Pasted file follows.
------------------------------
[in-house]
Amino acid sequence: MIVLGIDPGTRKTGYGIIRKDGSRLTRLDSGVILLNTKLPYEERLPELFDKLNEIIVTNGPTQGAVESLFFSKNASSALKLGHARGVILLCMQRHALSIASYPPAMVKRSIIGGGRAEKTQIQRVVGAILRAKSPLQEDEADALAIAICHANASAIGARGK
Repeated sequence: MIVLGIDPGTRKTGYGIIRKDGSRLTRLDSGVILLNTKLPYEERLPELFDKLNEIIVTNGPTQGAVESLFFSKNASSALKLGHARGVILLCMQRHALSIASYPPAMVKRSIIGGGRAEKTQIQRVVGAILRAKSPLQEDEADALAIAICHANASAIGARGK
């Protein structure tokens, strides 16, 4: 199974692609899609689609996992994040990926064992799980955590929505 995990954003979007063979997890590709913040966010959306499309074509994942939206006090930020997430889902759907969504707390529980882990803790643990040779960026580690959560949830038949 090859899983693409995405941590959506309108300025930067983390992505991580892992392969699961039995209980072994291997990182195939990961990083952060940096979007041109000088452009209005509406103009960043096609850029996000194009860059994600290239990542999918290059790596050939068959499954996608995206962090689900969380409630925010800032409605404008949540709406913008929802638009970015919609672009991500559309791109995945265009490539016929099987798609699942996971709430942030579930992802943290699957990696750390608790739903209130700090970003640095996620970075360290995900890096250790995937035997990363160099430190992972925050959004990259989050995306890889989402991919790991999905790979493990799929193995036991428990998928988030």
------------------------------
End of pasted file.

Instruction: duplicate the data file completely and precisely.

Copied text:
[in-house]
Amino acid sequence: MIVLGIDPGTRKTGYGIIRKDGSRLTRLDSGVILLNTKLPYEERLPELFDKLNEIIVTNGPTQGAVESLFFSKNASSALKLGHARGVILLCMQRHALSIASYPPAMVKRSIIGGGRAEKTQIQRVVGAILRAKSPLQEDEADALAIAICHANASAIGARGK
Repeated sequence: MIVLGIDPGTRKTGYGIIRKDGSRLTRLDSGVILLNTKLPYEERLPELFDKLNEIIVTNGPTQGAVESLFFSKNASSALKLGHARGVILLCMQRHALSIASYPPAMVKRSIIGGGRAEKTQIQRVVGAILRAKSPLQEDEADALAIAICHANASAIGARGK
């Protein structure tokens, strides 16, 4: 199974692609899609689609996992994040990926064992799980955590929505 995990954003979007063979997890590709913040966010959306499309074509994942939206006090930020997430889902759907969504707390529980882990803790643990040779960026580690959560949830038949 090859899983693409995405941590959506309108300025930067983390992505991580892992392969699961039995209980072994291997990182195939990961990083952060940096979007041109000088452009209005509406103009960043096609850029996000194009860059994600290239990542999918290059790596050939068959499954996608995206962090689900969380409630925010800032409605404008949540709406913008929802638009970015919609672009991500559309791109995945265009490539016929099987798609699942996971709430942030579930992802943290699957990696750390608790739903209130700090970003640095996620970075360290995900890096250790995937035997990363160099430190992972925050959004990259989050995306890889989402991919790991999905790979493990799929193995036991428990998928988030």